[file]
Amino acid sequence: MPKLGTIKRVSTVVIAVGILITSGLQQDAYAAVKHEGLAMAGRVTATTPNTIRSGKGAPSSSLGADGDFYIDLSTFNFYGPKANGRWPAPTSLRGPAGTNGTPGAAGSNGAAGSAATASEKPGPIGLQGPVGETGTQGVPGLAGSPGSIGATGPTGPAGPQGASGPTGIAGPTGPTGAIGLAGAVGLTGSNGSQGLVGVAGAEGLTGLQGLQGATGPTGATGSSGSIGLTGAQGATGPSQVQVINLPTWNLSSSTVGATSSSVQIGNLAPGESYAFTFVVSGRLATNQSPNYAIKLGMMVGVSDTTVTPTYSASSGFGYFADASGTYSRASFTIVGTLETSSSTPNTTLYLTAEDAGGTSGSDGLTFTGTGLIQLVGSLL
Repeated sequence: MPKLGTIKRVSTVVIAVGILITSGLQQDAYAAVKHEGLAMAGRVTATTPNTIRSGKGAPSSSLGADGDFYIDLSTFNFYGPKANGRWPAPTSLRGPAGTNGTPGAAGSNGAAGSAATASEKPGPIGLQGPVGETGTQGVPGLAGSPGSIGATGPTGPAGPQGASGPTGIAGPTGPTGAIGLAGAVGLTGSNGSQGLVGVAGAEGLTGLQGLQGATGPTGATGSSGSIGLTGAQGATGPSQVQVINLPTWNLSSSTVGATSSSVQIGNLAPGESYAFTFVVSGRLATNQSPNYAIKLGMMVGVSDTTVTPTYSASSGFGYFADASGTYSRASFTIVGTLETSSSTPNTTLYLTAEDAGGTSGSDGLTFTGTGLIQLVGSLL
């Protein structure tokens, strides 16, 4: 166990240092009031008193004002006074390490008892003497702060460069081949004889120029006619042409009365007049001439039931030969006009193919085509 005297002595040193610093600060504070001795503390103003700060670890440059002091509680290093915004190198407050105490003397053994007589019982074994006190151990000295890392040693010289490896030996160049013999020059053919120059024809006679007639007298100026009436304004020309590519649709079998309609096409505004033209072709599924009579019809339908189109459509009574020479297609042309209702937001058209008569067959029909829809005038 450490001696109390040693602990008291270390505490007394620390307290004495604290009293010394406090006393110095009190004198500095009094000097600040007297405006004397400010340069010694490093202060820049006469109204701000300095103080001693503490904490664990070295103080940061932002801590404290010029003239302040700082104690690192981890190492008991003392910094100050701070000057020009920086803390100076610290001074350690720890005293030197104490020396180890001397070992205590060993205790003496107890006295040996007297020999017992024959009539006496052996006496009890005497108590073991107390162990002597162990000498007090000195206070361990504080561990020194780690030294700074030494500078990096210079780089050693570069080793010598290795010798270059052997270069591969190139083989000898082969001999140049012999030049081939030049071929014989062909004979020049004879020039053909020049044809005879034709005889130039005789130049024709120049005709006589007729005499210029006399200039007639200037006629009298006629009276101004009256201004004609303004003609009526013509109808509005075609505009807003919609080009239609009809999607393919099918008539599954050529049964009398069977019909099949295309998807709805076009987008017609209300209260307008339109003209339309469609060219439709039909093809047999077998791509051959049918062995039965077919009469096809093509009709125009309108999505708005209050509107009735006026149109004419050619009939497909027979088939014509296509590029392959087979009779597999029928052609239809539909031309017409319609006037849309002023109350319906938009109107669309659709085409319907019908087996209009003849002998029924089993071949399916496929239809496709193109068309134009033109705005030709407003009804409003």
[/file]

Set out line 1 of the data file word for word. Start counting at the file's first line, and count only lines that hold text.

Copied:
Amino acid sequence: MPKLGTIKRVSTVVIAVGILITSGLQQDAYAAVKHEGLAMAGRVTATTPNTIRSGKGAPSSSLGADGDFYIDLSTFNFYGPKANGRWPAPTSLRGPAGTNGTPGAAGSNGAAGSAATASEKPGPIGLQGPVGETGTQGVPGLAGSPGSIGATGPTGPAGPQGASGPTGIAGPTGPTGAIGLAGAVGLTGSNGSQGLVGVAGAEGLTGLQGLQGATGPTGATGSSGSIGLTGAQGATGPSQVQVINLPTWNLSSSTVGATSSSVQIGNLAPGESYAFTFVVSGRLATNQSPNYAIKLGMMVGVSDTTVTPTYSASSGFGYFADASGTYSRASFTIVGTLETSSSTPNTTLYLTAEDAGGTSGSDGLTFTGTGLIQLVGSLL